CCM artist Steven Curtis Chapman has opened up about the 2008 death of his 5-year-old daughter, Maria, and shared how God has revealed himself in "profound ways even through the valley of the shadow of death."
"It's what I call the ultimate unfixable - the loss of our daughter," the award-winning, multi-platinum-selling artist told Christian Today. "What I've found in telling my story is the places that I'd want to avoid at all costs, the places I would have scripted very differently in my life - which have actually been the places where I have actually encountered God in profound ways and the deepest ways."
On May 21, 2008, Maria Sue Chapman was accidentally hit by a car driven by Chapman's son, Will Franklin, after she ran into the driveway of their house as he was backing up his SUV. Maria, who was adopted from China, later died at a Nashville hospital.
Nearly a decade later, Chapman told CT that if he scripted out his own life, he would "undo" his daughter's death. However, the singer said God used all the brokenness and pain he's faced to bring him closer to Himself.
"What I would go back and undo in any way if I could was the loss of our daughter," he said. "But I have had to acknowledge and see how God has revealed himself and we've experienced such profound ways even through the valley of the shadow of death."
The "Cinderella" singer said that the "key" to dealing with pain is holding on to the promise that the story's not over yet.
"That's the thing that continues to give us hope to walk through it, not run from it and to keep pushing back at the darkness," he said. "We really believe if God's word is true, the story is very far from over and he is going to make all things new and work all these things together for our good and his glory. That day is coming and that's how we can keep showing up in a world full on unfixable things."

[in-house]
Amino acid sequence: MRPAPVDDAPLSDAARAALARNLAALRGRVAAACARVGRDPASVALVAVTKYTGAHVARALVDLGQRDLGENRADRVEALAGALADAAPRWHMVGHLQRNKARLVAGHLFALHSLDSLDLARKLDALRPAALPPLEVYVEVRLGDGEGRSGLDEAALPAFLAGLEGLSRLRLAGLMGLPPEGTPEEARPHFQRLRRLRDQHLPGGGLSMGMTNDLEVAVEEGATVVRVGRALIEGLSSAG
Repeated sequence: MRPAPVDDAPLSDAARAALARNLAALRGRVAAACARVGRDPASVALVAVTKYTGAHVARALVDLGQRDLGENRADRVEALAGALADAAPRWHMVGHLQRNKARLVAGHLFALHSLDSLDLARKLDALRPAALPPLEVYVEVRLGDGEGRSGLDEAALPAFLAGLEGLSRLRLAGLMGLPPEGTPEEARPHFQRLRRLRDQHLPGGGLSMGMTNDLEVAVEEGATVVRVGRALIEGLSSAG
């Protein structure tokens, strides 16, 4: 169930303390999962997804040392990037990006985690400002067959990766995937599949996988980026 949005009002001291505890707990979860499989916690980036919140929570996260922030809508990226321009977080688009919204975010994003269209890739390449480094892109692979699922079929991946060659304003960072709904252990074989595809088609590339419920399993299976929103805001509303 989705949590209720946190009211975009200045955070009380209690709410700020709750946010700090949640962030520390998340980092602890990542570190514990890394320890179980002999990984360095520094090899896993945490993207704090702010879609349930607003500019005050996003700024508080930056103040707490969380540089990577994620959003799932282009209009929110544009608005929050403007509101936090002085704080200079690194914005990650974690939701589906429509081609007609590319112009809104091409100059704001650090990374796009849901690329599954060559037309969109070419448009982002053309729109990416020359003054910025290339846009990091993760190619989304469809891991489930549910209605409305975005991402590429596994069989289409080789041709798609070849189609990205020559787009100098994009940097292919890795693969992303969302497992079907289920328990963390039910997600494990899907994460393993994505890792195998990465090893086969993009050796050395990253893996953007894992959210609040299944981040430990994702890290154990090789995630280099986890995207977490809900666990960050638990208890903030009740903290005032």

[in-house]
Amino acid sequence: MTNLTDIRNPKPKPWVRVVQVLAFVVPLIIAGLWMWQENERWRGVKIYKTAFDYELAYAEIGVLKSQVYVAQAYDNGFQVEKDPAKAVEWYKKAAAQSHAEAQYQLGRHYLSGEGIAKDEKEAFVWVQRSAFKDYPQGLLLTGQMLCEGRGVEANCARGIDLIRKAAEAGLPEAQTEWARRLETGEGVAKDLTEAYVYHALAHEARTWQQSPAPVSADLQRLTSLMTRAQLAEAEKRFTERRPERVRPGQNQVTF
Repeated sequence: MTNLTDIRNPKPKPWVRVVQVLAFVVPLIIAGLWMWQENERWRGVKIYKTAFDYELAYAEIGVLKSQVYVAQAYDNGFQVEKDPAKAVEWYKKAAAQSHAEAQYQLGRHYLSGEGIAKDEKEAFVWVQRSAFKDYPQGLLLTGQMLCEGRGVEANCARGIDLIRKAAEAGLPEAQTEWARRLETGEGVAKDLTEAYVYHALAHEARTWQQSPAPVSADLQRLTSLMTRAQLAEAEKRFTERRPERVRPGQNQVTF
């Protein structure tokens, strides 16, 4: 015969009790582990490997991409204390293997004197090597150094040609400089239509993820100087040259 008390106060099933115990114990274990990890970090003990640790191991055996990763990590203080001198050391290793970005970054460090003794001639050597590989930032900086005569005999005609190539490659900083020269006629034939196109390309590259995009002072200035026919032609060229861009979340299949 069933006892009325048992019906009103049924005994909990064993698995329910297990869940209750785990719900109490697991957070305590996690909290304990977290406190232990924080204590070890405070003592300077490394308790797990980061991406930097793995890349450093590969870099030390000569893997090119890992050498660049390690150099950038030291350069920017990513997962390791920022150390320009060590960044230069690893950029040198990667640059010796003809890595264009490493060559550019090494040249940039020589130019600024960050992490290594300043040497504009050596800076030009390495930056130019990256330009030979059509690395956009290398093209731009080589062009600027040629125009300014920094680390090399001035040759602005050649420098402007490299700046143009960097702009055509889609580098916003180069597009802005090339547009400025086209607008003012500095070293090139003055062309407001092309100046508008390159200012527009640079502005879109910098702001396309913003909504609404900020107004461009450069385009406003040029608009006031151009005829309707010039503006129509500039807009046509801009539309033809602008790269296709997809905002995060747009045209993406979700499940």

After Maria's accident, the Chapman family spoke publicly about their loss and the role that faith played in their healing, appearing on Good Morning America, Larry King Live, in People magazine, The 700 Club, and Huckabee.
"We have talked a lot," he told ABC News back in 2008. "And you will hear all of us talk about the process of grieving with hope. That's what has kept us breathing, kept us alive is that while we are grieving this process, there is a hope that we have that we're anchored to in the midst of just what sometimes seems unbearable," said Chapman.
Chapman has penned several songs about Maria, and he and his wife started a medical center in China - Maria's Big House of Hope - created in Maria's memory to help Chinese children with special needs.
The Kentucky native, who is the most-awarded artist in Christian music history, recently released his autobiography, titled Between Heaven and the Real World. In it, Chapman shares "intimate details of his personal journey, his family life, and stories behind his most beloved songs in a music career that spans an astonishing 30 years."
"Writing this book I've realized how important remembering is to our faith," he told CT. "I was a profound thing for me to go back and listen to my music, singing those songs from 25 years ago but singing them in light of what I had no clue of at the time I wrote the songs. It's not only still true, it's more true now, having walked through what we've walked through.
I've passed through even deeper valleys than I could have imagined at that time. Music is part of what kept me hopeful."